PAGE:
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The 'sexting' epidemic proves that it's time to review our sex-offender laws

Federal Judge James Munley recently took the near-unprecedented step of preventing local prosecutors from bringing child-porn charges against several teenage girls who took and sent pictures of themselves and each other in states of undress.

The girls are just the latest example of the sexting epidemic, which has been addressed kind of like termites in the house: You've heard the creaking for years, but turned away until the bottom fell out of your kitchen floor.

Too bad there was no Judge Munley for Keimond Brown, and the many thousands of boys like him.

Brown was charged with the aggravated molestation of a 13-year-old girl, and now has to register as a sex offender. Before your chorus of, "They should have shot him," reaches critical mass, consider that he was 15. Indeed, in the matter of Pima county juvenile no. 74802, the Arizona Supreme Court upheld registration for a probation violator, for sex with a 14-year-old female. He was 16.

According to the National Center for Juvenile Justice, 19,000 people are on registries for consensual childhood or adolescent behavior, most of them boys. The study found that one in 220 adult males is a registered sex offender. We also know, courtesy of a study by the National Campaign to Prevent Teen and Unplanned Pregnancy, that 22 percent of teen girls have sent nude or semi-nude pictures of themselves to others.

Only now that the cloud these laws have caused threatens to envelop and swallow whole the population the laws were drafted to protect—white girls—are we looking to the underground shelters. The chickens have indeed come home to roost, in eight-megapixel resolution, brought to you by Olympus and Kodak.

America is now compelled to come to grips with some inconvenient truths, and we are at a crossroads. We now have a sex crime whose primary perpetrators are 11-to-18-year-old females. The production of adolescent porn is being driven by Chelsea and Heather, not balding white physics professors. These girls making these videos and images are as young as 13, and completely free of adult influence, at odds with the very premise of sex-crime jurisprudence. If we are serious about the "rule of law," then the ranks of my lot will swell with the ranks of teen girls. And if you agree that Keimond is a deviant, then a huge percentage of boys and men are sex offenders—your husbands, nephews, brothers, custodians, police officers, construction workers and doctors.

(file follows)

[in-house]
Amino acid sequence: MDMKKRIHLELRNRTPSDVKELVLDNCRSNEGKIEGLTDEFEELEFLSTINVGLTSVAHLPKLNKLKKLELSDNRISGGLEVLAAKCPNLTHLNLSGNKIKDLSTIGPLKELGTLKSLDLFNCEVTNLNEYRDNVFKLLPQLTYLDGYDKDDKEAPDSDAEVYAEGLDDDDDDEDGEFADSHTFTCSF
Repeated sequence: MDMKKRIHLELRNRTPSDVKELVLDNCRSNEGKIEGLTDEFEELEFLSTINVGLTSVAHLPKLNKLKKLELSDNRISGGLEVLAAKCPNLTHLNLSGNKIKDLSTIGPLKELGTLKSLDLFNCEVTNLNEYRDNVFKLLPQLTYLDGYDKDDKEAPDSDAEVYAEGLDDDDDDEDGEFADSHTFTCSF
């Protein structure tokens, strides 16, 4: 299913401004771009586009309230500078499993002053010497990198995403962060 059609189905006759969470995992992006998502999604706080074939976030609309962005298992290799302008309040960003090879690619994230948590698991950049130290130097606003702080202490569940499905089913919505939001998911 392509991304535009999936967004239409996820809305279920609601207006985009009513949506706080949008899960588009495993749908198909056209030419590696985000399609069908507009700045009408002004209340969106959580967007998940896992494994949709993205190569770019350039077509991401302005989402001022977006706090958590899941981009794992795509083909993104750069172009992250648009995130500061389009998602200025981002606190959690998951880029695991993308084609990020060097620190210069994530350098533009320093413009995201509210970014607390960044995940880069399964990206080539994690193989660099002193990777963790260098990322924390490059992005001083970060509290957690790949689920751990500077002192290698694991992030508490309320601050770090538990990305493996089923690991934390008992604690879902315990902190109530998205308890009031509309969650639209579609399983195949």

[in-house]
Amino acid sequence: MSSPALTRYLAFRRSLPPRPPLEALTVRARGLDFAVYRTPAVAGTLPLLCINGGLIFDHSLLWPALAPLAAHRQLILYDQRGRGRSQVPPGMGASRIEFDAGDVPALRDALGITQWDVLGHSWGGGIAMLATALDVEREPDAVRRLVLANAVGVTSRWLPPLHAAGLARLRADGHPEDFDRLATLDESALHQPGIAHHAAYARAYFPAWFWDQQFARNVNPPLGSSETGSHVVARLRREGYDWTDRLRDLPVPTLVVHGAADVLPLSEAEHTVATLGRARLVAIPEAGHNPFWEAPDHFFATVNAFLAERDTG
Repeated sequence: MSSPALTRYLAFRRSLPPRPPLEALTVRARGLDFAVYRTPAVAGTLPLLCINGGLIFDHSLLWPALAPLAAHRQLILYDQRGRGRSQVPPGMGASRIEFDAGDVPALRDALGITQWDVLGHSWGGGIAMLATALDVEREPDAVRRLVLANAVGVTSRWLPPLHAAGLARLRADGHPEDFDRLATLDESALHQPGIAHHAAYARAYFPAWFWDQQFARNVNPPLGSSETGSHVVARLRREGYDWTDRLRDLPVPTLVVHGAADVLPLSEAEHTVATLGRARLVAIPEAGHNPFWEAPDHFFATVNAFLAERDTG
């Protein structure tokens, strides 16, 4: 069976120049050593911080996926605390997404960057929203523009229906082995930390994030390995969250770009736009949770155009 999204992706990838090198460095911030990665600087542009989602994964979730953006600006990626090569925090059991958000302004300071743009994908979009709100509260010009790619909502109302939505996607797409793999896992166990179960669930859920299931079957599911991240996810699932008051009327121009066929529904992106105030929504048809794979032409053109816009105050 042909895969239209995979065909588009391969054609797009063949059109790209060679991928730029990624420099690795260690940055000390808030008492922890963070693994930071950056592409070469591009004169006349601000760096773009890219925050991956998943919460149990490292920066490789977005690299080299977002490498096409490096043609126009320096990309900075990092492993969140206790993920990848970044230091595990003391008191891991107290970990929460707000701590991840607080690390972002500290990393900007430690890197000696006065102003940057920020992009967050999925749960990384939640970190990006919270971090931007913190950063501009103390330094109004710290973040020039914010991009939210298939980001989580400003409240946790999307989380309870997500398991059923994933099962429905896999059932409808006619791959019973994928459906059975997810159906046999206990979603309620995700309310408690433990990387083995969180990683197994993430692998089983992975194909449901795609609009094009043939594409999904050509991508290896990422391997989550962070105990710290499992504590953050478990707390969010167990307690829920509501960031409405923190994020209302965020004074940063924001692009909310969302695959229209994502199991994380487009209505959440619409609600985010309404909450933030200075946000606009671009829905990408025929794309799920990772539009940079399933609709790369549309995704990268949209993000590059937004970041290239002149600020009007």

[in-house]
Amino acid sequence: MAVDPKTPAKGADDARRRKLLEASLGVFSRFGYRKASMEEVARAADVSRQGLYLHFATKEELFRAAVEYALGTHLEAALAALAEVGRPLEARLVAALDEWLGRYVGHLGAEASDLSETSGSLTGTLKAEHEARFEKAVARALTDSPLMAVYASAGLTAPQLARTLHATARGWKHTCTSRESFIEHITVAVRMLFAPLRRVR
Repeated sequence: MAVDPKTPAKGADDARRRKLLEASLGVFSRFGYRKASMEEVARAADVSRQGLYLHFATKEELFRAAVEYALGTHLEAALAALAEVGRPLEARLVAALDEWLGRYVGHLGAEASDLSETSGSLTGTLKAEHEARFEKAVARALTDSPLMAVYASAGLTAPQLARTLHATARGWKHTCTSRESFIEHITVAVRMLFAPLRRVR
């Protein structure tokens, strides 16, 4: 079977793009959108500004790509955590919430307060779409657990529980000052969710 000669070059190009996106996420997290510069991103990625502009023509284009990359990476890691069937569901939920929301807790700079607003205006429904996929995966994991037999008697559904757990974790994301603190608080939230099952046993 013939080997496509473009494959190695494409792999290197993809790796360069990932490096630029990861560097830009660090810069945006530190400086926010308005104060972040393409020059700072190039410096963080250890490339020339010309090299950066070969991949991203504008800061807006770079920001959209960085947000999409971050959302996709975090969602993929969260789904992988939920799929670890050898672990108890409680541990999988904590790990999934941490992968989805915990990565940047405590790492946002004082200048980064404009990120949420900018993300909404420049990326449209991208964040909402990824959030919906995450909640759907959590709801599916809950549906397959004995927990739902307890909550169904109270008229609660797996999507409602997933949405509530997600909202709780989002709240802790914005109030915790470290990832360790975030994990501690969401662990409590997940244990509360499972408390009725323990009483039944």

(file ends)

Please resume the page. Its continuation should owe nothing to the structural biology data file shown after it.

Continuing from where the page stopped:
The upside of all this is that we have an opportunity to re-evaluate our sex-crime laws. We must rethink how leisurely we throw around words such as "dangerous," "predator" and "victim." Jessica Lunsford—abducted and killed in Florida in 2005—was a victim. The 16-year-olds who go to adult spring break and flash for Joe Francis are not. We must acknowledge that there are differences in contexts. That does not excuse a father or uncle or teacher, but if a 21-year-old John Walsh—Mr. America's Most Wanted himself—can date his future wife at 16 (according to a Men's Journal article from June 2002), then why are others getting thrown in jail for doing so?

Any of these laws that don't target molesters of actual children, rapists and sex traffickers should be scaled back, changed to misdemeanors or expunged. All boys who had sexual contact with girls that was not nonconsensual should have their convictions expunged. Put in more community service; implement more sensible penalties, like lifetime computer monitoring for those convicted of looking at child porn; push felony charges for molesters who apply at day-care centers and schools.

We haven't much time. These laws are eating the young and our boys in myriad ways. Don't do it for me; do it for your sons and their future wives, so that there will be no more Keimonds.

T. Vaughn Henry is a convicted sex offender. Now would be a good time to reiterate the fact that the opinions expressed here are solely the opinions of the writers, and not the Tucson Weekly.

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